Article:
The Federal High Court (FHC) recently issued an Order restraining Lagos State Government (LASG) from enforcing both the Hotel Occupancy and Restaurant Consumption Law (Law) and the Hotel Occupancy and Restaurant Consumption (Fiscalisation) Regulation (Regulations) pending the hearing and determination of the case.
In January 2018, Lagos State Internal Revenue Service (”LIRS”) issued the Regulations introducing Electronic Fiscal Devices (EFD) to effectively administer Consumption Tax. See our alert here. However, the Registered Trustees of Hotel Owners and Managers challenged the legality of both the Law and Regulations.
The substance of the suit is that since the Value Added Tax (VAT) contains provisions relating to consumption it had ‘covered the field’ and as such, no State law can impose any similar tax. The questions before the FHC are summarized below:
- Whether the VAT Act has not ‘covered the field’ on taxation of goods and services including those consumed in hotels, restaurants and event centres in Lagos State?
- Whether the Regulations are valid in view of the VAT Act?
- Whether by s. 7(1) of the VAT Act, the Federal Inland Revenue Service (FIRS) is the only agency to administer consumption tax in hotels, restaurants and event centres in Lagos State?
Doctrine of Covering the Field
The Doctrine of ‘Covering the Field’ operates in a federal system like Nigeria where legislative power is shared between the Federal and State governments. It requires that where a federal law regulates an item over which both the Federal and States have shared competence to legislate, then a State cannot introduce any other law inconsistent with the federal law.
Other decisions and legislation
In 2013, the Supreme Court (“SC”) in Attorney General Federation v Attorney General Lagos, when asked to determine who had powers to regulate hotel registration and licensing, held that only States could regulate licensing of hotels (see our alert here.) Though the SC decision was silent on whether Consumption Tax was inconsistent with VAT, it could be inferred that since States can regulate hotels and event centres, they can also impose Consumption Tax in such places.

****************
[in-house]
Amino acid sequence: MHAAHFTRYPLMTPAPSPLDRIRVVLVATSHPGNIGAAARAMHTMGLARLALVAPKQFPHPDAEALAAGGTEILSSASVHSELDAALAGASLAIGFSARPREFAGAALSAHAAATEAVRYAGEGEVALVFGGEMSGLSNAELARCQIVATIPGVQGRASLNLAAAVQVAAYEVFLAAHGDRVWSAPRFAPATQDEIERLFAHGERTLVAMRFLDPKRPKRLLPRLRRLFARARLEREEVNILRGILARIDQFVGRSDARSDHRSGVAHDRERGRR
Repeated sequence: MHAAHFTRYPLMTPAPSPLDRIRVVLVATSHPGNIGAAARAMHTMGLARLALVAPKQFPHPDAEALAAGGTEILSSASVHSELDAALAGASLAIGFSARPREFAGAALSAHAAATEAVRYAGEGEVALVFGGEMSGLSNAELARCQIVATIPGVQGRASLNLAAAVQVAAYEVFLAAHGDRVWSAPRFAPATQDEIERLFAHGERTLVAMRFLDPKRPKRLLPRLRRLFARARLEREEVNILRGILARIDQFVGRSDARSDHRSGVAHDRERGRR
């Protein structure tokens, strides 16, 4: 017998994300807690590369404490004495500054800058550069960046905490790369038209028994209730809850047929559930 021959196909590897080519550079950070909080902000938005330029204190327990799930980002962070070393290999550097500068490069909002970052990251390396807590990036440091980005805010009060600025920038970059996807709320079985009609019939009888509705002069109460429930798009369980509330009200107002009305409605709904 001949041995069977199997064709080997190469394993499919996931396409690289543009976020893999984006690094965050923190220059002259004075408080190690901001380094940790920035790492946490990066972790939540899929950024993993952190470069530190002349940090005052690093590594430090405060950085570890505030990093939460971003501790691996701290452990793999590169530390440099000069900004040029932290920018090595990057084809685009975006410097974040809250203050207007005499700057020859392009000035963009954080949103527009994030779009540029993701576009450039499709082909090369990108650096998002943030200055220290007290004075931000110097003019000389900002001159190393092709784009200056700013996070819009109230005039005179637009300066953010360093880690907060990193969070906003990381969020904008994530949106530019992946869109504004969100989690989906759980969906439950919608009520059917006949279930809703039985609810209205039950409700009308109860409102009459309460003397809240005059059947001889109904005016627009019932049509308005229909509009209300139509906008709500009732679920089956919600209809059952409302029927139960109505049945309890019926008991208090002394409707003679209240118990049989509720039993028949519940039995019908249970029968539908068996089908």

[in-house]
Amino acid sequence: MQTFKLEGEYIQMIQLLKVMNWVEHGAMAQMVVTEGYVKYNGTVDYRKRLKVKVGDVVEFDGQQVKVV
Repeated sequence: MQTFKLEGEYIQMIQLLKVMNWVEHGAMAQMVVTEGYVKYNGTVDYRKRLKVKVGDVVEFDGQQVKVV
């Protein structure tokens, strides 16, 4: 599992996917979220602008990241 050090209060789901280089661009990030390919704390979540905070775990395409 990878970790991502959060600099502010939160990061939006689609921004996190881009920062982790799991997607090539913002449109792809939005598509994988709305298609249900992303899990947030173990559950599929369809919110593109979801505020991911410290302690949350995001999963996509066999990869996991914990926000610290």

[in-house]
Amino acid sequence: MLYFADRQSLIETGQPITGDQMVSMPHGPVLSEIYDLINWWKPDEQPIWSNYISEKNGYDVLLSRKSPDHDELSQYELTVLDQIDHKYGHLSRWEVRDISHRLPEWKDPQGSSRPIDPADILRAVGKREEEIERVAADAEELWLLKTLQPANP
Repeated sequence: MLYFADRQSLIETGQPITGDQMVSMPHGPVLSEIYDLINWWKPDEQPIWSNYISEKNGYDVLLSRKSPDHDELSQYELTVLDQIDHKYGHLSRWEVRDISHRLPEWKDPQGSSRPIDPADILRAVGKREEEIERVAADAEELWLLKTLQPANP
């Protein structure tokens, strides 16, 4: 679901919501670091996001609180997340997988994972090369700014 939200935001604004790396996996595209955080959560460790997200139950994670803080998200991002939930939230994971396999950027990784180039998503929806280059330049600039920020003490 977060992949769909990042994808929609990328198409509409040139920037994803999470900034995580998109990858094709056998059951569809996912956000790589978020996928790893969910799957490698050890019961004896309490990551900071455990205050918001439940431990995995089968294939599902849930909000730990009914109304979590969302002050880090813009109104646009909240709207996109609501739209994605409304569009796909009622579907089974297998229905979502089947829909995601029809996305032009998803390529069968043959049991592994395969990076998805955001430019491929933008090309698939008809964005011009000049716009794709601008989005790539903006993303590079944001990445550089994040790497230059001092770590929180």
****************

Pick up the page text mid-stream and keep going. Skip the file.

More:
In 2015, the Taxes and Levies (Approved List for Collection) Act was amended to include ‘Hotel, Restaurant or Event Centre Consumption Tax’ as one of the taxes which States can impose and collect. Consequently, some States introduced Consumption Taxes to operate alongside VAT.
In December 2017, the Supreme Court in Attorney General of Lagos State v. Eko Hotels Limited & Federal Board of Inland Revenue held that the VAT Act had covered the field of consumption tax as such any similar tax such as Sales Tax would be invalid. The Court also held that Sales Tax would result in double taxation.
The current suit provides an opportunity for the court to determine the constitutionality of Consumption Tax given that, like VAT, it also imposes 5% on some taxable goods and services. Under a federal system, States may claim a right to impose Consumption Tax since the Nigerian Constitution does not give the Federal government exclusive powers to legislate on taxes imposed on hotels, restaurants and event centres.
It is expected that the dispute would go all the way to the SC given that the Constitution does not vest either the State or Federal Government any exclusive or concurrent power to legislate on consumption tax.
A much earlier decision of the SC in Attorney General of Ogun State v. Aberuagba and Others alluded to the fact that States could be allowed to regulate intra-State trade and commerce provided such regulations do not conflict or interfere with interState trade and commerce.
The implication would be that goods and services consumed within a State would be liable to a State Consumption Tax Law whereas any inter-State consumption or sales should be liable to VAT. Alternatively, VAT could be centrally legislated but administered by states similar to personal income tax. This would address the concerns of double taxation and unfairness in the horizontal distribution of VAT amongst States (currently 50% Equality, 30% Population and 20% Derivation).
Pending when the FHC Order is reversed or vacated, Lagos state may not impose or enforce the tax.
This article was sent in by PwC